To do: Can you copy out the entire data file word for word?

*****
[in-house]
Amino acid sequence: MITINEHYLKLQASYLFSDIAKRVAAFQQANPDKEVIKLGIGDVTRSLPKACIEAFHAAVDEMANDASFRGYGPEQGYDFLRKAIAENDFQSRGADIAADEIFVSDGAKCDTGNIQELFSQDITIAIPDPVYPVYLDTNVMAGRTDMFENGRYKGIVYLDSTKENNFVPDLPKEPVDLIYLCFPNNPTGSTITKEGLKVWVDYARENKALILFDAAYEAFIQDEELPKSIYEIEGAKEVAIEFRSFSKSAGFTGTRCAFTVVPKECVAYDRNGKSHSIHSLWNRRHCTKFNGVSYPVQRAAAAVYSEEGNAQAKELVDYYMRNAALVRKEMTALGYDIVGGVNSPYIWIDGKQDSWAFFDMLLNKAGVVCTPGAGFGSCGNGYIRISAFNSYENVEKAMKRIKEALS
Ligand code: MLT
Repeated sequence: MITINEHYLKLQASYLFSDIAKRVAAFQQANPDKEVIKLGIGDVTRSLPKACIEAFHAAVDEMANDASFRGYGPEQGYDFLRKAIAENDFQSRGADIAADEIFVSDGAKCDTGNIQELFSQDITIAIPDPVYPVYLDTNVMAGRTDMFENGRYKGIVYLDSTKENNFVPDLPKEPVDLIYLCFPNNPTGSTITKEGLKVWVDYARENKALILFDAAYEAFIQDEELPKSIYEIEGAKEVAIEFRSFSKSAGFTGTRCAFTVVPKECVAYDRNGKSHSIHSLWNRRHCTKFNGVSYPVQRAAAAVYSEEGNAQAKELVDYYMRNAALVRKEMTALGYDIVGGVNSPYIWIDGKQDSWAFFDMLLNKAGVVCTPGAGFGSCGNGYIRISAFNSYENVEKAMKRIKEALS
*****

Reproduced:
[in-house]
Amino acid sequence: MITINEHYLKLQASYLFSDIAKRVAAFQQANPDKEVIKLGIGDVTRSLPKACIEAFHAAVDEMANDASFRGYGPEQGYDFLRKAIAENDFQSRGADIAADEIFVSDGAKCDTGNIQELFSQDITIAIPDPVYPVYLDTNVMAGRTDMFENGRYKGIVYLDSTKENNFVPDLPKEPVDLIYLCFPNNPTGSTITKEGLKVWVDYARENKALILFDAAYEAFIQDEELPKSIYEIEGAKEVAIEFRSFSKSAGFTGTRCAFTVVPKECVAYDRNGKSHSIHSLWNRRHCTKFNGVSYPVQRAAAAVYSEEGNAQAKELVDYYMRNAALVRKEMTALGYDIVGGVNSPYIWIDGKQDSWAFFDMLLNKAGVVCTPGAGFGSCGNGYIRISAFNSYENVEKAMKRIKEALS
Ligand code: MLT
Repeated sequence: MITINEHYLKLQASYLFSDIAKRVAAFQQANPDKEVIKLGIGDVTRSLPKACIEAFHAAVDEMANDASFRGYGPEQGYDFLRKAIAENDFQSRGADIAADEIFVSDGAKCDTGNIQELFSQDITIAIPDPVYPVYLDTNVMAGRTDMFENGRYKGIVYLDSTKENNFVPDLPKEPVDLIYLCFPNNPTGSTITKEGLKVWVDYARENKALILFDAAYEAFIQDEELPKSIYEIEGAKEVAIEFRSFSKSAGFTGTRCAFTVVPKECVAYDRNGKSHSIHSLWNRRHCTKFNGVSYPVQRAAAAVYSEEGNAQAKELVDYYMRNAALVRKEMTALGYDIVGGVNSPYIWIDGKQDSWAFFDMLLNKAGVVCTPGAGFGSCGNGYIRISAFNSYENVEKAMKRIKEALS